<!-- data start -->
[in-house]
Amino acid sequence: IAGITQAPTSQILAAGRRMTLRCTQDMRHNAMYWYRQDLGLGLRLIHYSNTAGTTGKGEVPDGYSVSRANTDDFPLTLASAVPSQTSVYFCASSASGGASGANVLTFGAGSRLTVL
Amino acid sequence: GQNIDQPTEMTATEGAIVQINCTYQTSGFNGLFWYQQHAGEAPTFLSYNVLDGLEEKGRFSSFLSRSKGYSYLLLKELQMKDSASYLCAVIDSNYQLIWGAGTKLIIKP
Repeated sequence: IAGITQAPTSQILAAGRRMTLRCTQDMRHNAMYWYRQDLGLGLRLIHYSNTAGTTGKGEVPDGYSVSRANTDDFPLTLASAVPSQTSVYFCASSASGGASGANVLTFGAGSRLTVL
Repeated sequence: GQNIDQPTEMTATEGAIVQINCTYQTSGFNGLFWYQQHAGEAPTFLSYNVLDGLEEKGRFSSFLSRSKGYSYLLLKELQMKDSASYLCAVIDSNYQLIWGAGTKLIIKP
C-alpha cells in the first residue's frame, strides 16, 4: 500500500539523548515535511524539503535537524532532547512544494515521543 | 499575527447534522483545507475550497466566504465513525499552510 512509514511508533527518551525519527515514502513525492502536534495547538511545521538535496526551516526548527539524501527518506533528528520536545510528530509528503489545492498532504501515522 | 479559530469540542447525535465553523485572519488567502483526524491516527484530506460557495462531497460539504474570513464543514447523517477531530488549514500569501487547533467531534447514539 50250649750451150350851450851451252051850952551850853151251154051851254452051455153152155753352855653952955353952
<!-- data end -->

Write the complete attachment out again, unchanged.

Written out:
[in-house]
Amino acid sequence: IAGITQAPTSQILAAGRRMTLRCTQDMRHNAMYWYRQDLGLGLRLIHYSNTAGTTGKGEVPDGYSVSRANTDDFPLTLASAVPSQTSVYFCASSASGGASGANVLTFGAGSRLTVL
Amino acid sequence: GQNIDQPTEMTATEGAIVQINCTYQTSGFNGLFWYQQHAGEAPTFLSYNVLDGLEEKGRFSSFLSRSKGYSYLLLKELQMKDSASYLCAVIDSNYQLIWGAGTKLIIKP
Repeated sequence: IAGITQAPTSQILAAGRRMTLRCTQDMRHNAMYWYRQDLGLGLRLIHYSNTAGTTGKGEVPDGYSVSRANTDDFPLTLASAVPSQTSVYFCASSASGGASGANVLTFGAGSRLTVL
Repeated sequence: GQNIDQPTEMTATEGAIVQINCTYQTSGFNGLFWYQQHAGEAPTFLSYNVLDGLEEKGRFSSFLSRSKGYSYLLLKELQMKDSASYLCAVIDSNYQLIWGAGTKLIIKP
C-alpha cells in the first residue's frame, strides 16, 4: 500500500539523548515535511524539503535537524532532547512544494515521543 | 499575527447534522483545507475550497466566504465513525499552510 512509514511508533527518551525519527515514502513525492502536534495547538511545521538535496526551516526548527539524501527518506533528528520536545510528530509528503489545492498532504501515522 | 479559530469540542447525535465553523485572519488567502483526524491516527484530506460557495462531497460539504474570513464543514447523517477531530488549514500569501487547533467531534447514539 50250649750451150350851450851451252051850952551850853151251154051851254452051455153152155753352855653952955353952